“The Medicaid funding model does not cover the cost of care,” Edward Green, a lawyer representing the company, told the regulators, “let alone leave any room for equipment or capital repairs or improvements.”

In the closure application it submitted to the state, Trinity wrote that those repairs and improvements couldn’t be put off much longer. “Mercy’s aging facility will require at least $100 million of additional capital investments in the next five years to maintain a safe and sustainable acute care environment,” the application read.

To generate that money, Mercy would need to attract more privately insured patients. But it was facing world-class competition in the form of Chicago’s top-tier hospitals: Rush University Medical Center, Northwestern Memorial Hospital, and the University of Chicago Medical Center. How could Mercy attract privately insured patients with the means to travel to those hospitals, which also eagerly courted them?

It couldn’t, Green told the regulators. The big hospitals were “siphoning off commercial and Medicare patients,” in his words. The only new patients Mercy could attract seemed to be the poor who were abandoned after the closures and downgrades of other South Side safety nets. “The burden of treating those patients has largely landed on the doorstep of Mercy,” said John Capasso, Trinity’s executive vice president.

The executives suggested that this wasn’t their burden to carry, and that no one would necessarily get hurt if they dropped it. “There is a hospital with an emergency department within 5 miles of Mercy Hospital, but Provident Hospital elected to downgrade the level of its emergency department services,” Green noted. “Provident Hospital can simply return to its original status and begin treating emergency department patients again.”

Trinity executives also argued that Chicago had too many hospital beds; at any given time, plenty of those beds remained vacant. David Ansell, senior vice president for community health equity at Rush University Medical Center, heard that with a measure of skepticism. “If you look at the number of beds in the region, there are probably too many—for sure,” he told me. But most of those extra beds sit on the city’s North Side, he said, and they’re the profitable beds. “There’s a big hole on the Near South Side of the city.”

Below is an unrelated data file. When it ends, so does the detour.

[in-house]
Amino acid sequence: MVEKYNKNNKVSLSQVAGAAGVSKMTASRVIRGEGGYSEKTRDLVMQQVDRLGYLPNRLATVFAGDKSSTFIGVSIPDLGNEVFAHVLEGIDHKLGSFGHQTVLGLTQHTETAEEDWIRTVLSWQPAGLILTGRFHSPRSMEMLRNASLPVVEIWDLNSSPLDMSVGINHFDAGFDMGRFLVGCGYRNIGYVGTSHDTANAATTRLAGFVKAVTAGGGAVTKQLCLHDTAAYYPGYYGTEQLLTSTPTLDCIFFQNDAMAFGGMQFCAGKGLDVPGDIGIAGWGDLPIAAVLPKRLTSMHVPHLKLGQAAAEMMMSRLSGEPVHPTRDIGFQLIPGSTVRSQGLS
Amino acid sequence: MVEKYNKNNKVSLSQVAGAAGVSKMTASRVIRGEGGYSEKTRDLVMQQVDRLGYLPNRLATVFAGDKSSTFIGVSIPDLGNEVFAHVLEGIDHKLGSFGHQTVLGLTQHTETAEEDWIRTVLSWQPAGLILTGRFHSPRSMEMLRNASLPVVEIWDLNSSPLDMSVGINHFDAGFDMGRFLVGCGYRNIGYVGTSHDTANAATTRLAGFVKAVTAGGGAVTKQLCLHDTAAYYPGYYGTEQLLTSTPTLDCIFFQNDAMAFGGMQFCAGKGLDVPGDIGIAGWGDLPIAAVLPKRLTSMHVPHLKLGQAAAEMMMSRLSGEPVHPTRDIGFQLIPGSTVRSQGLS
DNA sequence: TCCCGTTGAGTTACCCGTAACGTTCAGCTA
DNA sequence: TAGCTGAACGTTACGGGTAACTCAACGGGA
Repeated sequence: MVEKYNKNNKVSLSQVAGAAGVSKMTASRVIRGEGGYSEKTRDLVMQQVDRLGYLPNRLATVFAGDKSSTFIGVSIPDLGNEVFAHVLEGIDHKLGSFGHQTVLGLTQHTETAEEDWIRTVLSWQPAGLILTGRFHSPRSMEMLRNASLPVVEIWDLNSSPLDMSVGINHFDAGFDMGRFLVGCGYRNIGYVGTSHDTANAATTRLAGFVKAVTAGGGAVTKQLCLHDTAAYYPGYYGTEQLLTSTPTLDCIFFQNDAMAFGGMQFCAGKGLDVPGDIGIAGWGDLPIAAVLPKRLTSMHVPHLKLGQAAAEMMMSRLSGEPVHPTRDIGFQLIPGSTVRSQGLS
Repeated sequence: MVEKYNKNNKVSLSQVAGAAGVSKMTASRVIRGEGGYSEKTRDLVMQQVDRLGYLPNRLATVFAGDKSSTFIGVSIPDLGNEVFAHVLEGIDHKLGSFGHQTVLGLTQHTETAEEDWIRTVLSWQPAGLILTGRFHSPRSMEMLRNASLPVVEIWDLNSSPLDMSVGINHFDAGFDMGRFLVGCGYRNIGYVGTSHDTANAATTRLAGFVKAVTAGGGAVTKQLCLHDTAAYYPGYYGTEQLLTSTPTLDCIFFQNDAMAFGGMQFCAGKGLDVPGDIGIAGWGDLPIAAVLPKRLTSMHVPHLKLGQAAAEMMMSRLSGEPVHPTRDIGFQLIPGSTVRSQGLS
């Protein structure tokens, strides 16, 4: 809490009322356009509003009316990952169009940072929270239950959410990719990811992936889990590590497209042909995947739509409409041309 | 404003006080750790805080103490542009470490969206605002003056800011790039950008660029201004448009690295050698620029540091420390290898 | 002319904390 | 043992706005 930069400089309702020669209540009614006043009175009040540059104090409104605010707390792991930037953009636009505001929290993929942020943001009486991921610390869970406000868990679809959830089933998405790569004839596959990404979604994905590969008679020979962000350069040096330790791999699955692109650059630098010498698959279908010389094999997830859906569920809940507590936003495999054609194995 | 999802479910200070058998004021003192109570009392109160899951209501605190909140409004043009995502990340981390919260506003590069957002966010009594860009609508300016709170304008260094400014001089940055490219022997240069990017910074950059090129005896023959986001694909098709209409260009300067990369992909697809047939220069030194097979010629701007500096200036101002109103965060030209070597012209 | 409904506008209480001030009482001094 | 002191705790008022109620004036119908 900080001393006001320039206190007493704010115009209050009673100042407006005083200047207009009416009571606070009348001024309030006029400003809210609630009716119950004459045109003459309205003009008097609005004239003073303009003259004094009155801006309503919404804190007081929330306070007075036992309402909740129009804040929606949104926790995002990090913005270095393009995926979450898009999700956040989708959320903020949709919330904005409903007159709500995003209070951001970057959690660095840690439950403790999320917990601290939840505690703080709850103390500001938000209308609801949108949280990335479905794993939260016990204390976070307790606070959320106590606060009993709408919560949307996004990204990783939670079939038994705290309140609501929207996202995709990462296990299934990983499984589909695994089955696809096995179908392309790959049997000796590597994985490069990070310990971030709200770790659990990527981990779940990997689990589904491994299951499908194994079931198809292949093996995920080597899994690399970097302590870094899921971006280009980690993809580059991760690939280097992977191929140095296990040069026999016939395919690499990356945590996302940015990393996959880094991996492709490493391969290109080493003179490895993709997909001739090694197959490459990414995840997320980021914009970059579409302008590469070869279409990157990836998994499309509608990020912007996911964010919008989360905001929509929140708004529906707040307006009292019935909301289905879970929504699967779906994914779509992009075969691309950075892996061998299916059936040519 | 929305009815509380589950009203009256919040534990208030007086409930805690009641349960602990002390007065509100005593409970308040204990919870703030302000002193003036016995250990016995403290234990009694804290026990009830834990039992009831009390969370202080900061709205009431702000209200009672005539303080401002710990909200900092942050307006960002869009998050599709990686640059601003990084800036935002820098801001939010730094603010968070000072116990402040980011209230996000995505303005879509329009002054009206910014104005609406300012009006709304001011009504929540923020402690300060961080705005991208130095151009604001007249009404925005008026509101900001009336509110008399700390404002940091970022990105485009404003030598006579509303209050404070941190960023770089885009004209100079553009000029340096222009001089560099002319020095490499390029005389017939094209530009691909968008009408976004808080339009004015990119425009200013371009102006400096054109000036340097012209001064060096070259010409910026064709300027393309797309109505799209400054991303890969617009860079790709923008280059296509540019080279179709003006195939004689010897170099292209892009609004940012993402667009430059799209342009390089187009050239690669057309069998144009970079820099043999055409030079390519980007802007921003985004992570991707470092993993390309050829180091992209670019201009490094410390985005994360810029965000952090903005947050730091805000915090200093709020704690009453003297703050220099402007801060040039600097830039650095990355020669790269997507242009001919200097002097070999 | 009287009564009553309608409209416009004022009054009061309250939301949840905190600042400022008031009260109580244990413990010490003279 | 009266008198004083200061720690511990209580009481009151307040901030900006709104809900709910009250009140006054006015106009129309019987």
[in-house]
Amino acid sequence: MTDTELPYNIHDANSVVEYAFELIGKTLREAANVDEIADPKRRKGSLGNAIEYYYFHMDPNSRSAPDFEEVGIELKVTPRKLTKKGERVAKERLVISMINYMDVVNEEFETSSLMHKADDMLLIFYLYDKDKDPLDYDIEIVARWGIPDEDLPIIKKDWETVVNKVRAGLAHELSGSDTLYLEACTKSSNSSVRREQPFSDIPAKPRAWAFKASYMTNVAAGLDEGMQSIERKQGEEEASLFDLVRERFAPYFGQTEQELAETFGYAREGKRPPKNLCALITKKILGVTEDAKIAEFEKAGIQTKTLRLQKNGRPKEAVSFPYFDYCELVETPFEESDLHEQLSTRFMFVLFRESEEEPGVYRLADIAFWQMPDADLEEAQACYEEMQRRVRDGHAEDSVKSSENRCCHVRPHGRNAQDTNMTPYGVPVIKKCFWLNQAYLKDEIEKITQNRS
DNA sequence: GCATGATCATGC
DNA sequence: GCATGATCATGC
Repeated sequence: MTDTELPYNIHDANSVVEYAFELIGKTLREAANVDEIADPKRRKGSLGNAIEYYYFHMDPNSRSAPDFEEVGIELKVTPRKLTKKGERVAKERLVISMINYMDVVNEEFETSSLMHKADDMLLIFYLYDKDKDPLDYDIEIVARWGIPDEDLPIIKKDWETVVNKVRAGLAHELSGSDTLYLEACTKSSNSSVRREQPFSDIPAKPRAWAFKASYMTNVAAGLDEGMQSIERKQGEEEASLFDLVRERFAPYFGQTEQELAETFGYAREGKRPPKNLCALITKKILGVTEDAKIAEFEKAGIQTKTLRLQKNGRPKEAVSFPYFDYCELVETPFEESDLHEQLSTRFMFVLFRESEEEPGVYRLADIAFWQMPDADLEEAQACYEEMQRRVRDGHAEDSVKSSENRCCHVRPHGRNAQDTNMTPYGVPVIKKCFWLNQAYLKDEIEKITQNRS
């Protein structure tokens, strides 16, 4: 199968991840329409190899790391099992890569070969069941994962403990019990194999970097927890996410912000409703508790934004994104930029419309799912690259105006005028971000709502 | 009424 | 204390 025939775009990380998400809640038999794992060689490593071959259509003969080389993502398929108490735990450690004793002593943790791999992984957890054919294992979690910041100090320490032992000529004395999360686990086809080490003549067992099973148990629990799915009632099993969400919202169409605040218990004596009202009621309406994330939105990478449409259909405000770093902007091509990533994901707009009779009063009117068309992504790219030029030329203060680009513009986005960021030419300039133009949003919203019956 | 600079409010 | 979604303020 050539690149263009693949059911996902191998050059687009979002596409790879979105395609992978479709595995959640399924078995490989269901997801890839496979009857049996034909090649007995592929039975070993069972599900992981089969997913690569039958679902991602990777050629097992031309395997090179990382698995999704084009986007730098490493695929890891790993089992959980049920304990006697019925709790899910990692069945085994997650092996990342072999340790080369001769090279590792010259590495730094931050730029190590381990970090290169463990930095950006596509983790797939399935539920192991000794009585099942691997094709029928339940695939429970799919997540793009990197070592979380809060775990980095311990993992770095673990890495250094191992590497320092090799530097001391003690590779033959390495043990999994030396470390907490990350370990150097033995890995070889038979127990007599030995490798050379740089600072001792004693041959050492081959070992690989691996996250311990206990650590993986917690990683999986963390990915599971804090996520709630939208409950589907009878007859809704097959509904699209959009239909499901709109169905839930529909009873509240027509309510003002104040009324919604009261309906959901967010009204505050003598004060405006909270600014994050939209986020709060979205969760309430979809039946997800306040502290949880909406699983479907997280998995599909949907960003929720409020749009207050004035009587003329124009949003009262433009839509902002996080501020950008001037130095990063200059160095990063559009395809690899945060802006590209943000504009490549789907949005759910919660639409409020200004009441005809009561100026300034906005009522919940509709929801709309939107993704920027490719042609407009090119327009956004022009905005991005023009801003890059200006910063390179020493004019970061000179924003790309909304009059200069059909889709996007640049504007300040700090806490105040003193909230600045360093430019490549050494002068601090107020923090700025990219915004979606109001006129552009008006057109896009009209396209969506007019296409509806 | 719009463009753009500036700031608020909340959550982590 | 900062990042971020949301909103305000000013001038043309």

In mid-December the regulatory board unanimously rejected Trinity’s request to close Mercy. “I do not believe Mercy has made a reasonable case that their services will not have an extremely negative impact on the South Side of Chicago,” said Murray, the board member.

Because of that rejection, if Mercy went ahead with its plans to close, it could be fined $10,000 each month by the state. But Mercy executives reported it was now losing about $5 million every month. The board’s rejection was toothless in the face of raw economics. On Dec. 15, Mercy announced it would close anyway.

Inside the Dearborn Homes public housing project, Etta Davis opened Facebook and stumbled across a post about the hospital’s pending closure. This was news to her. She started asking around, wondering if she was the only one in the neighborhood who hadn’t heard.

“Nobody in my community knew about it,” she said. “Nobody knew. I was like, ‘You mean to tell me Mercy didn’t even give their patients the right to know they’d be closing?’ ”

She’s 66 years old, with diabetes, high blood pressure, a heart condition, “plus a few other things.” For years, all the doctors she regularly saw—her primary-care physician, endocrinologist, nephrologist, cardiologist, and gastroenterologist—worked out of Michael Reese Hospital. When that hospital closed, she had to round up her medical records and find new doctors at Mercy.

By that time, she was living closer to Mercy anyway, after having moved into an apartment on the third floor of one of the Dearborn Homes high-rises. (“I told them, ‘Don’t put me higher than three, because the elevator’s always breaking, and I can’t be going up those steps like that.’ ”) She now serves on a neighborhood advisory committee at Dearborn Homes, which is less than a half-mile from Mercy. Davis guessed that of the 600 or so units in her complex, more than a third are occupied by seniors who regularly need medical care.

“It’s the same thing all over again,” she said, describing the closure of Mercy. “We’re all talking to each other, saying, ‘So what are we supposed to do now?’ ”

Davis answered the question for herself: She was going to make some noise. In October she hopped on a bus to go to the Hyatt Regency McCormick Place, where a public hearing about Mercy was being held in a conference room.

Davis was the first member of the public to arrive. She found a chair, draped her coat over the back, and waited for her name to be called. Mercy’s CEO and the hospital’s chief medical officer spoke first, explaining why a closure was a regrettable necessity. Then Davis was called to the podium.

Speaking through her mask, she talked about how Mercy doctors helped her tamp down stratospherically high blood sugar levels. About how her sister, suffering cardiac arrest and respiratory failure, had been saved in the hospital’s emergency department—twice. “I know she would have died if they had taken that extra time to transport her across town to another hospital,” Davis said.